Sharing insight on the current impediments to adoption of LPG by PMUY beneficiaries, an oil ministry official said: “We have had meetings with District Nodal Officers (DNOs) and they have highlighted the issue of PMUY beneficiaries finding it difficult to shell out around Rs 800 per cylinder in one go. This is even though the cylinder lasts them around three months, effectively costing around Rs 250 a month of LPG usage. The 5 kg LPG cylinder option may be more viable.”
“The pricing and availability of a 5 kg cylinder needs to be made more comparable to a 14.2 kg cylinder,” the official added.
Currently on a per kg basis, the LPG in a 14.2 kg domestic cylinder costs around Rs 58 a kg. But it costs roughly Rs 94 a kg in a 5 kg FTL (free trade LPG) cylinder. According to LPG dealers, the FTL cylinders were supposed to be for a migratory population like students, IT professionals , among others who can afford more expensive cooking gas.
But it finds hardly any buyers nowadays. The higher cost per kg dissuades consumers that are anyway price sensitive. These issues are soon expected to be addressed by increasing availability of LPG in a 5 kg domestic cylinders that costs around Rs 60 per kg.
Outstanding loans under existing PMUY scheme
According to officials in the know, the three public sector oil marketing companies (OMCs) are waiting to recover around Rs 4,500 crore from existing PMUY beneficiaries. This amount has been accrued against the deposit-free LPG connections already disbursed to lower income households.
“The total loan given to PMUY beneficiaries by IOCL is Rs 4,847.05 crore. As on March 1, 2021, the total outstanding loan is Rs 3,039.53 crore,” IOCL said. In addition to this, the cash assistance for PMUY connections is reimbursed by the centre to OMCs. “As on date, Rs 8.52 crore is yet to be received by IOC from the government,” the company added.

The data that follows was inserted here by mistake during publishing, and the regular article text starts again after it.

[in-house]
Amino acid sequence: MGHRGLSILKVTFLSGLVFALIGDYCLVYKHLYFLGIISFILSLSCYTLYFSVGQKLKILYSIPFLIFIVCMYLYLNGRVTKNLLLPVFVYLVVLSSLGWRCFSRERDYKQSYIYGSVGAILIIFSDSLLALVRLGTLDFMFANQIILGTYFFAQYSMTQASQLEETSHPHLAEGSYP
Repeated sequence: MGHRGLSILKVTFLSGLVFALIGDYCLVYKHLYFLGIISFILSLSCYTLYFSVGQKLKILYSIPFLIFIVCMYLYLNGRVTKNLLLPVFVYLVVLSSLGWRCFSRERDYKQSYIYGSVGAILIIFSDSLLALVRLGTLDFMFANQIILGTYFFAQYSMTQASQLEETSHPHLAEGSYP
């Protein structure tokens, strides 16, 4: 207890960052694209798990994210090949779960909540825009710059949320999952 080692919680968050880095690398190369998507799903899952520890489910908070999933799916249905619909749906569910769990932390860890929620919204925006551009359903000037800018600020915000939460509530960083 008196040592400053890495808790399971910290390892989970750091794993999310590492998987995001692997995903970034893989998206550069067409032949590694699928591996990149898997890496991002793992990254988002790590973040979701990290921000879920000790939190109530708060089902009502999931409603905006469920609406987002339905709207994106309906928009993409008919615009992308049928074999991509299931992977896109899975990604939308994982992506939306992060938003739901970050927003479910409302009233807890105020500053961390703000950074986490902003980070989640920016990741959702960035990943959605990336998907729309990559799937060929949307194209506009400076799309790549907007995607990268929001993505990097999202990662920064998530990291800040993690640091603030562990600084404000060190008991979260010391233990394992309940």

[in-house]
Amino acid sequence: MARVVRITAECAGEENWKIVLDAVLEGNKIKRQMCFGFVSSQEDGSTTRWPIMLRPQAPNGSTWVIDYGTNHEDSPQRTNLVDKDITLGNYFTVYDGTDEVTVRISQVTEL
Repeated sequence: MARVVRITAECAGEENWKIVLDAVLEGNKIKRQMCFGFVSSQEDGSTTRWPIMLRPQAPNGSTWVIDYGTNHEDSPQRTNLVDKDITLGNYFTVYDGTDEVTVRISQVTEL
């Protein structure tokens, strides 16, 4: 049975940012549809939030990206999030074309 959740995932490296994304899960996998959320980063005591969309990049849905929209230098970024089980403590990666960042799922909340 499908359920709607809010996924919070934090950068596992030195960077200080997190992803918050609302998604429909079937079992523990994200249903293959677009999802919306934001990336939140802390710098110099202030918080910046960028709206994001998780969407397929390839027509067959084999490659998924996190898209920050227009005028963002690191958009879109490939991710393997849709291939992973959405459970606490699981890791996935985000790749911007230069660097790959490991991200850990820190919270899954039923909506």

These interest free loans were given to PMUY beneficiaries since the beginning of the scheme in May 2016. Under the offering, the upfront cost of Rs 1,600 per connection is given as a loan by the OMCs to the beneficiaries. This loan covers the cost of the first LPG cylinder and stove.
PMUY beneficiaries buy LPG cylinders at full cost and oil companies
recover the loaned amount from the subsidy that is accrued on domestic (14.2 kg) LPG cylinders.
This makes the cylinder unaffordable for a large chunk of beneficiaries who tend to use them sparingly. They often revert to biomass (firewood or cow dung which they get for no additional financial cost) for their primary cooking needs when LPG prices shoot up.
On an average, the PMUY beneficiaries use three cylinders in a year. This is less than half the usage of non-PMUY cooking gas
The low number of cylinder refills makes it difficult for the oil companies
to recover the loan amounts. To improve affordability of cylinders, the oil companies
deferred recovery of loans for up to six-cylinder refills from March 2018.
“The centre had initially asked oil companies to defer the recovery of loans from PMUY beneficiaries for six months, and then extended this deferment by a year. This puts pressure on oil companies who end up paying finance costs on the due amount, even though they are not expected to get any interest on the loaned amount,” a former Director (finance) at an OMC said.
Under the present domestic LPG cylinder pricing regime, there is negligible subsidy on cooking gas
but higher freight costs, for customers located away from depots, continue to be subsidised by the centre. This results in a subsidy of around Rs 20 to Rs 30 per domestic cylinder that costs upwards of Rs 800 a piece in the country. IOCL said, “Wherever it is available, the subsidy is adjusted against the outstanding loan of the PMUY consumer after a refill is taken.”
But this amount is so small that the companies will take much longer to recover the outstanding loaned amounts from beneficiaries besides currently there is no subsidy.
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